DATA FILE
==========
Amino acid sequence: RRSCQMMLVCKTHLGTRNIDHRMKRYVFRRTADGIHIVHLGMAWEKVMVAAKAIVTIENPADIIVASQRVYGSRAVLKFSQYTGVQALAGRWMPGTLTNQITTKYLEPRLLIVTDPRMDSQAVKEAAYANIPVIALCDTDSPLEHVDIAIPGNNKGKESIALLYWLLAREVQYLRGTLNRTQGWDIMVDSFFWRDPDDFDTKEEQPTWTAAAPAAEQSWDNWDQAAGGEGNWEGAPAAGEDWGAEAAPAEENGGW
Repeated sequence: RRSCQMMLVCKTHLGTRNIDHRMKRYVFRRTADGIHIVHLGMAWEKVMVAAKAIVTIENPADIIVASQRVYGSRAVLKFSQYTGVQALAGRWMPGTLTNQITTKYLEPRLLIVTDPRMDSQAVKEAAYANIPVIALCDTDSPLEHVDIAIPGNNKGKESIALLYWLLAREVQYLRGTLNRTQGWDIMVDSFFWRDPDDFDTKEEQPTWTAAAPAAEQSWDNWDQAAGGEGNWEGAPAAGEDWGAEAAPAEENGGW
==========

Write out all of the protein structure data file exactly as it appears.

Amino acid sequence: RRSCQMMLVCKTHLGTRNIDHRMKRYVFRRTADGIHIVHLGMAWEKVMVAAKAIVTIENPADIIVASQRVYGSRAVLKFSQYTGVQALAGRWMPGTLTNQITTKYLEPRLLIVTDPRMDSQAVKEAAYANIPVIALCDTDSPLEHVDIAIPGNNKGKESIALLYWLLAREVQYLRGTLNRTQGWDIMVDSFFWRDPDDFDTKEEQPTWTAAAPAAEQSWDNWDQAAGGEGNWEGAPAAGEDWGAEAAPAEENGGW
Repeated sequence: RRSCQMMLVCKTHLGTRNIDHRMKRYVFRRTADGIHIVHLGMAWEKVMVAAKAIVTIENPADIIVASQRVYGSRAVLKFSQYTGVQALAGRWMPGTLTNQITTKYLEPRLLIVTDPRMDSQAVKEAAYANIPVIALCDTDSPLEHVDIAIPGNNKGKESIALLYWLLAREVQYLRGTLNRTQGWDIMVDSFFWRDPDDFDTKEEQPTWTAAAPAAEQSWDNWDQAAGGEGNWEGAPAAGEDWGAEAAPAEENGGW